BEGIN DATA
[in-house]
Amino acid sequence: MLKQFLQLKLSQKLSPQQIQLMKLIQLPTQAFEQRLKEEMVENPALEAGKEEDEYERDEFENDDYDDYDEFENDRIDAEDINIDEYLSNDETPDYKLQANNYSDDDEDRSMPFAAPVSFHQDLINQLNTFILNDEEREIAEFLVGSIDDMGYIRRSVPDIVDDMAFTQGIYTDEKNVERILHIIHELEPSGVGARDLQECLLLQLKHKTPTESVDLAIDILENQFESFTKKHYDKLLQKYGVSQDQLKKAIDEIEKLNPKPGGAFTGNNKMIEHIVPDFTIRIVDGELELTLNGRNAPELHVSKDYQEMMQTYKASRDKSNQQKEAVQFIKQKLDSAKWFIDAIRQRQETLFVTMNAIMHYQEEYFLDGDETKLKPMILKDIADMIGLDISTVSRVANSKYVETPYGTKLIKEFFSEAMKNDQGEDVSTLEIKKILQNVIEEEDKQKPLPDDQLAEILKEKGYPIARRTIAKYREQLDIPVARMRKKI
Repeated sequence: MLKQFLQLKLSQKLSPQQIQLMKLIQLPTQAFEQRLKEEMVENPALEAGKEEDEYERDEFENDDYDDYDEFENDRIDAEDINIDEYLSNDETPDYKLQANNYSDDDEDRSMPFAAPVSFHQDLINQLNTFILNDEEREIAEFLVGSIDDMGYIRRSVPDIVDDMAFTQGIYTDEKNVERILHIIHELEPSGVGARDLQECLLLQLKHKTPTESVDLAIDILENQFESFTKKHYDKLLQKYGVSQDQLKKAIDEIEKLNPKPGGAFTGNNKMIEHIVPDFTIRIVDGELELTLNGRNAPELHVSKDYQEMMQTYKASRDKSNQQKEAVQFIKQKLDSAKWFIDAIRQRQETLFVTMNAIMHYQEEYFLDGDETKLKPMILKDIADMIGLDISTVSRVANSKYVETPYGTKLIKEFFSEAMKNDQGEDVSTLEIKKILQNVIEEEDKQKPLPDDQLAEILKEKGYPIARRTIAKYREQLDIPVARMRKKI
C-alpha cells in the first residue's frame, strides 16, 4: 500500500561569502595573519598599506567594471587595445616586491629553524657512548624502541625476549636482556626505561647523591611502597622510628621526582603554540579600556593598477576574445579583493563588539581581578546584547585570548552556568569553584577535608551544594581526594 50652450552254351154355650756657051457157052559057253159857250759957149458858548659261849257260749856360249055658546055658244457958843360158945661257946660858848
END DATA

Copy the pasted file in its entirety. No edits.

[in-house]
Amino acid sequence: MLKQFLQLKLSQKLSPQQIQLMKLIQLPTQAFEQRLKEEMVENPALEAGKEEDEYERDEFENDDYDDYDEFENDRIDAEDINIDEYLSNDETPDYKLQANNYSDDDEDRSMPFAAPVSFHQDLINQLNTFILNDEEREIAEFLVGSIDDMGYIRRSVPDIVDDMAFTQGIYTDEKNVERILHIIHELEPSGVGARDLQECLLLQLKHKTPTESVDLAIDILENQFESFTKKHYDKLLQKYGVSQDQLKKAIDEIEKLNPKPGGAFTGNNKMIEHIVPDFTIRIVDGELELTLNGRNAPELHVSKDYQEMMQTYKASRDKSNQQKEAVQFIKQKLDSAKWFIDAIRQRQETLFVTMNAIMHYQEEYFLDGDETKLKPMILKDIADMIGLDISTVSRVANSKYVETPYGTKLIKEFFSEAMKNDQGEDVSTLEIKKILQNVIEEEDKQKPLPDDQLAEILKEKGYPIARRTIAKYREQLDIPVARMRKKI
Repeated sequence: MLKQFLQLKLSQKLSPQQIQLMKLIQLPTQAFEQRLKEEMVENPALEAGKEEDEYERDEFENDDYDDYDEFENDRIDAEDINIDEYLSNDETPDYKLQANNYSDDDEDRSMPFAAPVSFHQDLINQLNTFILNDEEREIAEFLVGSIDDMGYIRRSVPDIVDDMAFTQGIYTDEKNVERILHIIHELEPSGVGARDLQECLLLQLKHKTPTESVDLAIDILENQFESFTKKHYDKLLQKYGVSQDQLKKAIDEIEKLNPKPGGAFTGNNKMIEHIVPDFTIRIVDGELELTLNGRNAPELHVSKDYQEMMQTYKASRDKSNQQKEAVQFIKQKLDSAKWFIDAIRQRQETLFVTMNAIMHYQEEYFLDGDETKLKPMILKDIADMIGLDISTVSRVANSKYVETPYGTKLIKEFFSEAMKNDQGEDVSTLEIKKILQNVIEEEDKQKPLPDDQLAEILKEKGYPIARRTIAKYREQLDIPVARMRKKI
C-alpha cells in the first residue's frame, strides 16, 4: 500500500561569502595573519598599506567594471587595445616586491629553524657512548624502541625476549636482556626505561647523591611502597622510628621526582603554540579600556593598477576574445579583493563588539581581578546584547585570548552556568569553584577535608551544594581526594 50652450552254351154355650756657051457157052559057253159857250759957149458858548659261849257260749856360249055658546055658244457958843360158945661257946660858848